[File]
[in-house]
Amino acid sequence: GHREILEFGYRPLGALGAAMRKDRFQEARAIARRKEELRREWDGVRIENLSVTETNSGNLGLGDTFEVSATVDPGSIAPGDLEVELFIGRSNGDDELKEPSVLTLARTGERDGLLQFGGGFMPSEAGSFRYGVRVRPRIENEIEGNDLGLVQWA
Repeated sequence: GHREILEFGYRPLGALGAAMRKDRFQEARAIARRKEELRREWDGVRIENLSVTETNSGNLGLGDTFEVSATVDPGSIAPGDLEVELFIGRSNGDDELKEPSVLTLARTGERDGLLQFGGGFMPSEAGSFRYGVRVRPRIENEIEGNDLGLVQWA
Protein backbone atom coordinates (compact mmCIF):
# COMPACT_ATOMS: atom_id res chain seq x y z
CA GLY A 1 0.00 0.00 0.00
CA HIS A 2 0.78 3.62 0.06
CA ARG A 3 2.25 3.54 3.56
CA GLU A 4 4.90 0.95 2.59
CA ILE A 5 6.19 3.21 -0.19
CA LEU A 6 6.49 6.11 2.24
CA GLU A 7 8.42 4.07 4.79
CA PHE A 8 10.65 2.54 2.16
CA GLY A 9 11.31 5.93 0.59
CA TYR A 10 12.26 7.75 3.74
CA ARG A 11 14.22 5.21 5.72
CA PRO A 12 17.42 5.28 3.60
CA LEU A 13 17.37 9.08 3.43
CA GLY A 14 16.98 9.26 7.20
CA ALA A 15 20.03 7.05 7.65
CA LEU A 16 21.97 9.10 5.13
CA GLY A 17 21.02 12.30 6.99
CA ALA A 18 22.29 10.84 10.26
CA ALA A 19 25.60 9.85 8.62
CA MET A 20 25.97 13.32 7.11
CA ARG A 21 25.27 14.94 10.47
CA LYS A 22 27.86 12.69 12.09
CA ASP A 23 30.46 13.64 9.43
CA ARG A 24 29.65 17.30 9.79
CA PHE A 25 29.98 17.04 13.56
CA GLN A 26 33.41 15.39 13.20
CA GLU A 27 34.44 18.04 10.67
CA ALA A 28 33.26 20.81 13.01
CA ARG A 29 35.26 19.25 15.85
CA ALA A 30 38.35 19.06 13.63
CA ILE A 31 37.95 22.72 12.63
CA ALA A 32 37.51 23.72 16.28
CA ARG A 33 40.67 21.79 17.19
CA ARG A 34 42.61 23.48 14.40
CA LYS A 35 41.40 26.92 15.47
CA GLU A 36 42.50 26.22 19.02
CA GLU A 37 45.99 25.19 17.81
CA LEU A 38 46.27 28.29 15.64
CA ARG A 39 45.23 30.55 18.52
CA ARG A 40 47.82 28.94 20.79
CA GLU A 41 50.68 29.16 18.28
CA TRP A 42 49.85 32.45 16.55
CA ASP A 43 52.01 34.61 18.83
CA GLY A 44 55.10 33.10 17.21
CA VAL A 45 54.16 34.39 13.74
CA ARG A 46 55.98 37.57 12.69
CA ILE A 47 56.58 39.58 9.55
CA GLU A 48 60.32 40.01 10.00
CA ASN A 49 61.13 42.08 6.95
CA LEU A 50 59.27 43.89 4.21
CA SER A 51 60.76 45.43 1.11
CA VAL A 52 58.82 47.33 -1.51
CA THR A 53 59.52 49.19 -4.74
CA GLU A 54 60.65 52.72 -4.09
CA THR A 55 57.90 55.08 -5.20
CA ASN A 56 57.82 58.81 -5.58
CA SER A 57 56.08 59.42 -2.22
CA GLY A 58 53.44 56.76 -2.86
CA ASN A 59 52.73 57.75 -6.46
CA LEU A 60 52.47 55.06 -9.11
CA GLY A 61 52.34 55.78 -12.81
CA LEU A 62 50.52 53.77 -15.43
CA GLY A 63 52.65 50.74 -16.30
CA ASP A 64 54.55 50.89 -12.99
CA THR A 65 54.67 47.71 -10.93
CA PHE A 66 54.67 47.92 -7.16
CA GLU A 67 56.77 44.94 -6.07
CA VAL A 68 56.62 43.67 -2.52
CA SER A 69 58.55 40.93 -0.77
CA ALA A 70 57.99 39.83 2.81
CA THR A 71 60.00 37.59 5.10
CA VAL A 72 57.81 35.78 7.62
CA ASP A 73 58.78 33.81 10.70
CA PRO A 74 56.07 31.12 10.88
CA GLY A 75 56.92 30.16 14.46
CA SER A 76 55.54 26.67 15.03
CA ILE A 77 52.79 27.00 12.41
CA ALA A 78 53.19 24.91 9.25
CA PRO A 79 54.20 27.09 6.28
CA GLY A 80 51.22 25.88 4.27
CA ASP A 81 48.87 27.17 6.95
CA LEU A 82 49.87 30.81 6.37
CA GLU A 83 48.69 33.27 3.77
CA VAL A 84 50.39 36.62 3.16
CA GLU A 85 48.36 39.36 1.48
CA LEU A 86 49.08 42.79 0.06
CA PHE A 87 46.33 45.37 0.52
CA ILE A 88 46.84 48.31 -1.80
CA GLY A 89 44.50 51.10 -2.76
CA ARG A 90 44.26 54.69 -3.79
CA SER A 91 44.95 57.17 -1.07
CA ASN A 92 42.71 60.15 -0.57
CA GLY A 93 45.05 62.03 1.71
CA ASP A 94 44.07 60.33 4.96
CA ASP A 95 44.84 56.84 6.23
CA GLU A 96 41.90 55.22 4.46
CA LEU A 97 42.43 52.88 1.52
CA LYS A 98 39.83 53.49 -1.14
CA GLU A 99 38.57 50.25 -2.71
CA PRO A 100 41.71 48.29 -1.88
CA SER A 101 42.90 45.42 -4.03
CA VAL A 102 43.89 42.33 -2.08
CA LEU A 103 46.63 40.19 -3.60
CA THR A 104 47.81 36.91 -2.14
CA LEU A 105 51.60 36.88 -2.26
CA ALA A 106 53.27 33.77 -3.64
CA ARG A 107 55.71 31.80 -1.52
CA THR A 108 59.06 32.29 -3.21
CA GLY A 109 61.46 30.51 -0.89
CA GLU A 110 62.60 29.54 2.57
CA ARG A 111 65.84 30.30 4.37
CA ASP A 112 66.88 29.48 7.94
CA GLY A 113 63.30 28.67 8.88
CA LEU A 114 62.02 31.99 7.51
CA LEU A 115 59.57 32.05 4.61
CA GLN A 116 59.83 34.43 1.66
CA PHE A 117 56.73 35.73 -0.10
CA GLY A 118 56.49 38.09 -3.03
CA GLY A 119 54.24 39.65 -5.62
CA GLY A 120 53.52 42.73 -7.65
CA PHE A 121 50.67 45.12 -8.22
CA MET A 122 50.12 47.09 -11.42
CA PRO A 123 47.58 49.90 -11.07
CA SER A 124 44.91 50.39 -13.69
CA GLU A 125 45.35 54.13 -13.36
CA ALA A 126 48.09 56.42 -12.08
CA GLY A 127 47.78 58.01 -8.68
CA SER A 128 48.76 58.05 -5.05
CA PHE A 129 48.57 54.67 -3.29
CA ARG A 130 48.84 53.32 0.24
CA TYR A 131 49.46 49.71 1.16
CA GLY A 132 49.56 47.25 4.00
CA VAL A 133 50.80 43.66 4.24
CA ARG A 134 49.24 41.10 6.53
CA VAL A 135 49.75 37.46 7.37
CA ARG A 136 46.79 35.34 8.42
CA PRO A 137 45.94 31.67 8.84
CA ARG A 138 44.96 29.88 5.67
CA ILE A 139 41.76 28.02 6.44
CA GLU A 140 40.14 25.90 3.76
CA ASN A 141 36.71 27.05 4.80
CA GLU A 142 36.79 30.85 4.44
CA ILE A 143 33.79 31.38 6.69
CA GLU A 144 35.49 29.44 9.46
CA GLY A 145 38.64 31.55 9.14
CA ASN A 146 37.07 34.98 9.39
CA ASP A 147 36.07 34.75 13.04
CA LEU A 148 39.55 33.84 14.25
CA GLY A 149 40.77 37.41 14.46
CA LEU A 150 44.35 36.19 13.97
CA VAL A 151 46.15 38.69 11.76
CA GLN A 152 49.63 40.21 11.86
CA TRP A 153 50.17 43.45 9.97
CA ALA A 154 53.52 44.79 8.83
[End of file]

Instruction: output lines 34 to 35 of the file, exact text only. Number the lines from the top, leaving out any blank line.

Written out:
CA ARG A 29 35.26 19.25 15.85
CA ALA A 30 38.35 19.06 13.63